In and of itself, these numbers are correct. But it does not differentiate whether these are wash sale "carryover" violations or not. For example, if I did all of this trading during the year and I took December off (30 days elapsed since all positions closed), there would be no carryover and my taxable STCG would be $75k.

My 8949 breaks down all of the trades and the summary would look like:

Proceeds Cost Adjustment Gain/loss

1,000,000 975,000 50,000 75,000

These four numbers are what my accountant enters in columns d, e, g, and h on my Schedule D form.

FWIW, I scale in and out of trades and that causes a lot of Wash Sale violations. Because the 8949-s from my brokers occasionally have some errors, in years where I have done heavy trading, I have used Tradelog which is a stock trading tax accounting program. It's accurate to the penny. Another reputable program that others I know have used is Gainskeeper.

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I don't know about doing it on TurboTax or H&R Block, but I believe (though I am not an expert on this) that, if the number of transactions with adjustment is small, you can report it on the paper forms without using a lot of pages:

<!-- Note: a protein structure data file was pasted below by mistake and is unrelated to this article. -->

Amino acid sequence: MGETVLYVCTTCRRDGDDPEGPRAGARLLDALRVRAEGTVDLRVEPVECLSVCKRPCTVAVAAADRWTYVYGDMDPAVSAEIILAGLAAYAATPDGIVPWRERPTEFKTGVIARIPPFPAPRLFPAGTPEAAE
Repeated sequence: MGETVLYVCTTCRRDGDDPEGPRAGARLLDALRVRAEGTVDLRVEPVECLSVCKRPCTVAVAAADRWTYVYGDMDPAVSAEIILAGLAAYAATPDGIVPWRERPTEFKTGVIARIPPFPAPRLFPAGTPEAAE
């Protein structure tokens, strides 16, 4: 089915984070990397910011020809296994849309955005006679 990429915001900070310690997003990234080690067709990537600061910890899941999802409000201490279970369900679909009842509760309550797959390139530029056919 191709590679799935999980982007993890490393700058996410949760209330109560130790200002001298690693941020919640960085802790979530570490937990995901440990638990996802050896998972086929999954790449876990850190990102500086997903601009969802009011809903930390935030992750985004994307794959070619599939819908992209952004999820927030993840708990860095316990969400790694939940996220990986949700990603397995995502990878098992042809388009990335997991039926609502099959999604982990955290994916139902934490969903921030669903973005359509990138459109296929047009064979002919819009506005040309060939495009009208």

Exception 1 in the Form 8949 instructions says that transactions without adjustments don't need to be reported on Form 8949, and the totals just need to be reported on Schedule D. So you would only report those transactions with adjustments (which we assumed was a small number) on Form 8949. Then, you calculate the totals for proceeds, cost, and gain for all the transactions that didn't have adjustments, by taking the totals from the summary you have, and subtracting the values for the transactions with adjustment (which shouldn't be hard if there's only a small number of the latter), and report those totals directly on line 1a on Schedule D.